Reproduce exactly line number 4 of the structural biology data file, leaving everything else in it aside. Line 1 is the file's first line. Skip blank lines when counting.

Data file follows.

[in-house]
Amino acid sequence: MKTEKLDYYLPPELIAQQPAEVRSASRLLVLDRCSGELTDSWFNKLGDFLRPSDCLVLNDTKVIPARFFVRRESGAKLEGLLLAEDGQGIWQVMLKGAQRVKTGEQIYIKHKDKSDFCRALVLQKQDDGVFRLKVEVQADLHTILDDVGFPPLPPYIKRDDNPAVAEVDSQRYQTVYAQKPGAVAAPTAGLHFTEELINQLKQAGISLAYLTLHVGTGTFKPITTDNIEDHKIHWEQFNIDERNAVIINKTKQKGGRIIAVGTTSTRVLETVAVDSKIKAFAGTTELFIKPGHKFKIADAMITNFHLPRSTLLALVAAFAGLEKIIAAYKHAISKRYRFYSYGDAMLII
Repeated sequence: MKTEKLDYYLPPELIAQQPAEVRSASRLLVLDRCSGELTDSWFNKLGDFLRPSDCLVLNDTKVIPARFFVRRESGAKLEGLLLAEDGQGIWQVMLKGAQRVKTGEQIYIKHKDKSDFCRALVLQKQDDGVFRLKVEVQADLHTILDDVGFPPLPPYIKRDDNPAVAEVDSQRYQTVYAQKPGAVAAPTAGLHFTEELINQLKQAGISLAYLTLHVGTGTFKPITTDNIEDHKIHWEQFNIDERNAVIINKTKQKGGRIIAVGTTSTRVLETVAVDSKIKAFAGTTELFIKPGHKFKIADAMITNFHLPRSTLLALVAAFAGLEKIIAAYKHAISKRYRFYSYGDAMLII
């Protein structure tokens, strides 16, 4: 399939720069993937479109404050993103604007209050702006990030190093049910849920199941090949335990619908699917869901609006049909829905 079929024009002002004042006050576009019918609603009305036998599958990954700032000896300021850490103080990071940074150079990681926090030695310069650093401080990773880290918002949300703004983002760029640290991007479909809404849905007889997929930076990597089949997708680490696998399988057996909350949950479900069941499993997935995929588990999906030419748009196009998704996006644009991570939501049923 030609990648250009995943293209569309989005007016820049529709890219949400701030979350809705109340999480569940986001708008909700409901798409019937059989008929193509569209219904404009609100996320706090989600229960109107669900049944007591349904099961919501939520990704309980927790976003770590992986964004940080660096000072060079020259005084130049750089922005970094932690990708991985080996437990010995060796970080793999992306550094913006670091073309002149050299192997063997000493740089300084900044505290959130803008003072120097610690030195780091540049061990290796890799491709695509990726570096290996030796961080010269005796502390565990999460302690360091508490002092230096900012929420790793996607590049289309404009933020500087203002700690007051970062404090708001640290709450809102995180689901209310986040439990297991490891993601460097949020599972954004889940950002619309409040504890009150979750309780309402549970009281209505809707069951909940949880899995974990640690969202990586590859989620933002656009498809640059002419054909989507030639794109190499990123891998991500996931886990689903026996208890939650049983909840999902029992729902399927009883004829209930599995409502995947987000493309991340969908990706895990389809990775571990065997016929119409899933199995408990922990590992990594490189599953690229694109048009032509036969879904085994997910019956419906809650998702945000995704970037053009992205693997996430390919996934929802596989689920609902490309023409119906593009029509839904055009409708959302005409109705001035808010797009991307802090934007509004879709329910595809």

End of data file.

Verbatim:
């Protein structure tokens, strides 16, 4: 399939720069993937479109404050993103604007209050702006990030190093049910849920199941090949335990619908699917869901609006049909829905 079929024009002002004042006050576009019918609603009305036998599958990954700032000896300021850490103080990071940074150079990681926090030695310069650093401080990773880290918002949300703004983002760029640290991007479909809404849905007889997929930076990597089949997708680490696998399988057996909350949950479900069941499993997935995929588990999906030419748009196009998704996006644009991570939501049923 030609990648250009995943293209569309989005007016820049529709890219949400701030979350809705109340999480569940986001708008909700409901798409019937059989008929193509569209219904404009609100996320706090989600229960109107669900049944007591349904099961919501939520990704309980927790976003770590992986964004940080660096000072060079020259005084130049750089922005970094932690990708991985080996437990010995060796970080793999992306550094913006670091073309002149050299192997063997000493740089300084900044505290959130803008003072120097610690030195780091540049061990290796890799491709695509990726570096290996030796961080010269005796502390565990999460302690360091508490002092230096900012929420790793996607590049289309404009933020500087203002700690007051970062404090708001640290709450809102995180689901209310986040439990297991490891993601460097949020599972954004889940950002619309409040504890009150979750309780309402549970009281209505809707069951909940949880899995974990640690969202990586590859989620933002656009498809640059002419054909989507030639794109190499990123891998991500996931886990689903026996208890939650049983909840999902029992729902399927009883004829209930599995409502995947987000493309991340969908990706895990389809990775571990065997016929119409899933199995408990922990590992990594490189599953690229694109048009032509036969879904085994997910019956419906809650998702945000995704970037053009992205693997996430390919996934929802596989689920609902490309023409119906593009029509839904055009409708959302005409109705001035808010797009991307802090934007509004879709329910595809």